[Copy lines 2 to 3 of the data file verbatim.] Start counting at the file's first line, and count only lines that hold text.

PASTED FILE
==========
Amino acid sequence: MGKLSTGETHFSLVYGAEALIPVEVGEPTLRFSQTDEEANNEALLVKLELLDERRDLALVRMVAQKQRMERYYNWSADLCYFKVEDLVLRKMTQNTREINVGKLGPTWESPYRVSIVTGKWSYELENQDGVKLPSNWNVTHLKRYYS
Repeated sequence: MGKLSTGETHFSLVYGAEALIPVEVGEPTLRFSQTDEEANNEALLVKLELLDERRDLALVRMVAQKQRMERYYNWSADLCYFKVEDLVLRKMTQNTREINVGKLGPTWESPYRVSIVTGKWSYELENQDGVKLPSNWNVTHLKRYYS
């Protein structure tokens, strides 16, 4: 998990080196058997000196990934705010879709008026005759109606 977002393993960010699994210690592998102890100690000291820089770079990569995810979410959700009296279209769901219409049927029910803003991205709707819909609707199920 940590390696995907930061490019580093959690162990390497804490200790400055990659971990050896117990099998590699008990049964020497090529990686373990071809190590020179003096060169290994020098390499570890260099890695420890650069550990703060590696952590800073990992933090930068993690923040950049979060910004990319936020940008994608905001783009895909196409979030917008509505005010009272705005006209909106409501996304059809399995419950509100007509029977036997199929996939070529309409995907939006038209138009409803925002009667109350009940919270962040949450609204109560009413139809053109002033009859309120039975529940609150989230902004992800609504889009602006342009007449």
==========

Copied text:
Repeated sequence: MGKLSTGETHFSLVYGAEALIPVEVGEPTLRFSQTDEEANNEALLVKLELLDERRDLALVRMVAQKQRMERYYNWSADLCYFKVEDLVLRKMTQNTREINVGKLGPTWESPYRVSIVTGKWSYELENQDGVKLPSNWNVTHLKRYYS
């Protein structure tokens, strides 16, 4: 998990080196058997000196990934705010879709008026005759109606 977002393993960010699994210690592998102890100690000291820089770079990569995810979410959700009296279209769901219409049927029910803003991205709707819909609707199920 940590390696995907930061490019580093959690162990390497804490200790400055990659971990050896117990099998590699008990049964020497090529990686373990071809190590020179003096060169290994020098390499570890260099890695420890650069550990703060590696952590800073990992933090930068993690923040950049979060910004990319936020940008994608905001783009895909196409979030917008509505005010009272705005006209909106409501996304059809399995419950509100007509029977036997199929996939070529309409995907939006038209138009409803925002009667109350009940919270962040949450609204109560009413139809053109002033009859309120039975529940609150989230902004992800609504889009602006342009007449």